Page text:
A new report published in Science, the American journal for peer-reviewed scientific research, suggests that a team of engineers from the University of Calgary in Canada have developed a new way for creating hydrogen that is both easier to produce and simpler to store. This holds a lot of promise in the green technology industry because of the economic potential that hydrogen could provide if it were able to be processed at a commercial rate.
According to a press release from the university, Simon Trudel and Curtis Berlinguette focused on the manufacturing of chemical catalysts specifically for energy storage. Up until now, this process has been difficult to replicate outside of the laboratory in a cost-effective way. Berlinguette said in an interview that the developments at the University of Calgary could provide a fix for this particular problem.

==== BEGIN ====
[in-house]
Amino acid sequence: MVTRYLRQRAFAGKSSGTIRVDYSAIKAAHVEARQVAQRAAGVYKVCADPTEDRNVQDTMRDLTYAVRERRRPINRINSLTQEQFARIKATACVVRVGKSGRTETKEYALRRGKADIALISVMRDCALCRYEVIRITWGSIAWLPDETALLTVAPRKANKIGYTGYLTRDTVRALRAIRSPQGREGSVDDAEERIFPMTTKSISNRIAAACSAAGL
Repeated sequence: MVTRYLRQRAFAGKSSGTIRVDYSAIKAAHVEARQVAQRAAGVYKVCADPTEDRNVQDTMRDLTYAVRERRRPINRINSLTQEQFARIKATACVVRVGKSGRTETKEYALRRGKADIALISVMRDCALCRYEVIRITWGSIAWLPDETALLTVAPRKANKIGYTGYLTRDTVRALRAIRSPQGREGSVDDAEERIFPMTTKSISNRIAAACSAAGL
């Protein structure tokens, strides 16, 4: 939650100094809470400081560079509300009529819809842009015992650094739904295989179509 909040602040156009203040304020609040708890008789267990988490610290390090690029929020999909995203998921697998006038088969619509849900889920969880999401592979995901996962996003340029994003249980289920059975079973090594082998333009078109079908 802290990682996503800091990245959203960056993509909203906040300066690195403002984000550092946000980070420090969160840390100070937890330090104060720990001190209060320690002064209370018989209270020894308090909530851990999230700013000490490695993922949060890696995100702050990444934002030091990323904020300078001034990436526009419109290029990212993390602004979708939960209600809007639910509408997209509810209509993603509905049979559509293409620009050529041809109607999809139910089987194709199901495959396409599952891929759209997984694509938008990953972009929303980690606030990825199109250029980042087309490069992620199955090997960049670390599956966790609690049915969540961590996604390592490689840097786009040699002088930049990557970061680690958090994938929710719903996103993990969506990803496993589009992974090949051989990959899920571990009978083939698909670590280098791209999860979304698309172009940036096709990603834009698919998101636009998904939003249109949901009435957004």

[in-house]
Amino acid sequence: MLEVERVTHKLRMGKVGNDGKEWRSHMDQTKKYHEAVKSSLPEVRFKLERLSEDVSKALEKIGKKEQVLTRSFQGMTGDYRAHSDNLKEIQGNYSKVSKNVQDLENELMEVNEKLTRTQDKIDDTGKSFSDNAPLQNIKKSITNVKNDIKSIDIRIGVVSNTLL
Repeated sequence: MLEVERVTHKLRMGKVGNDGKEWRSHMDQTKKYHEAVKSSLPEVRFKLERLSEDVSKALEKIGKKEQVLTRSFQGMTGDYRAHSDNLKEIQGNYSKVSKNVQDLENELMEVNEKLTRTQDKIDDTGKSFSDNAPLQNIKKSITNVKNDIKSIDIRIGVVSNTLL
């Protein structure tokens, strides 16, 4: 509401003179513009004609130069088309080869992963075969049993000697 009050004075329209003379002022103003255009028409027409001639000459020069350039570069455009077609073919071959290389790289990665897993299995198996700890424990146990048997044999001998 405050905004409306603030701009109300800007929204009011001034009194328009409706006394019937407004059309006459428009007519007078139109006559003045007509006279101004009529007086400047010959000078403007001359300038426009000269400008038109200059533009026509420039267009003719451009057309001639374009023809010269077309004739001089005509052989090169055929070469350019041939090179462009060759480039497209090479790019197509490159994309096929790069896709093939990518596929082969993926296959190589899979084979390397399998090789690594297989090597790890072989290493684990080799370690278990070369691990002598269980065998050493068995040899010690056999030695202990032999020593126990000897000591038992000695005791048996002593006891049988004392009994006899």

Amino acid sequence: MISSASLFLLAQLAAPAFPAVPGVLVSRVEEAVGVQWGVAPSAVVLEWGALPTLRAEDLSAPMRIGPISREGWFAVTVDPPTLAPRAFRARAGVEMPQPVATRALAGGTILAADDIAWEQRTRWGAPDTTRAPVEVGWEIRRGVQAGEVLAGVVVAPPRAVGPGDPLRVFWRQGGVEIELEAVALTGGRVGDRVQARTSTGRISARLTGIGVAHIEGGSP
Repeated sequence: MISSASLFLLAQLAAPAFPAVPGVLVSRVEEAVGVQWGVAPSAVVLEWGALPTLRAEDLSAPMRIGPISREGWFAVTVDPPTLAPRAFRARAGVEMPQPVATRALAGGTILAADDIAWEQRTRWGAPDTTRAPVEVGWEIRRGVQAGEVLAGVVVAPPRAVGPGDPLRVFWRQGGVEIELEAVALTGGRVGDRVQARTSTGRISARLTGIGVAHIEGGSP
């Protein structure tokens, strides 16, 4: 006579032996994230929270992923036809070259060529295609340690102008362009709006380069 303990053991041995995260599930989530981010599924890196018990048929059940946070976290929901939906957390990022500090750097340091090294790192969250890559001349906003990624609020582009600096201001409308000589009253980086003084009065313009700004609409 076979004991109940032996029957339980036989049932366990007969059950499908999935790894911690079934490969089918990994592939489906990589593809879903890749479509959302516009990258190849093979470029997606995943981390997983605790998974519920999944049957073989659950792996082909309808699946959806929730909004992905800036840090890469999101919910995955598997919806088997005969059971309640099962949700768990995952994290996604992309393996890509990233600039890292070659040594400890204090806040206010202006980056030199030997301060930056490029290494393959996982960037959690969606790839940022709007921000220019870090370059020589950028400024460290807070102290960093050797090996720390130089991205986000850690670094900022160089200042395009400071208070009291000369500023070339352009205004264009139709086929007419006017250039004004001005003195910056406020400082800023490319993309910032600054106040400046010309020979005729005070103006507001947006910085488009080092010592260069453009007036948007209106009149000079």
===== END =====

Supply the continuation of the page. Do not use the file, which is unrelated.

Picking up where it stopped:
The catalysts they have created so far are reportedly capable of triggering reactions that are many times more efficient. Additionally, they can be made from simple iron oxides and other organic compounds, as opposed to rarer minerals that are more expensive to obtain.
"This breakthrough offers a relatively cheaper method of storing and reusing electricity produced by wind turbines and solar panels," he said. "Our work represents a critical step for realizing a large-scale, clean energy economy."
Trudel added that he and his partner have taken steps to commercialize their discovery, including setting up a company that focuses on chemical catalyst processing.
As we have discussed previously on the LifeIsGreen.com blog, scientific innovations like this make bringing eco-friendly products to consumers far easier than before. Stay with us for more updates on this and other breakthroughs that enable society to run more efficiently and effectively than ever before.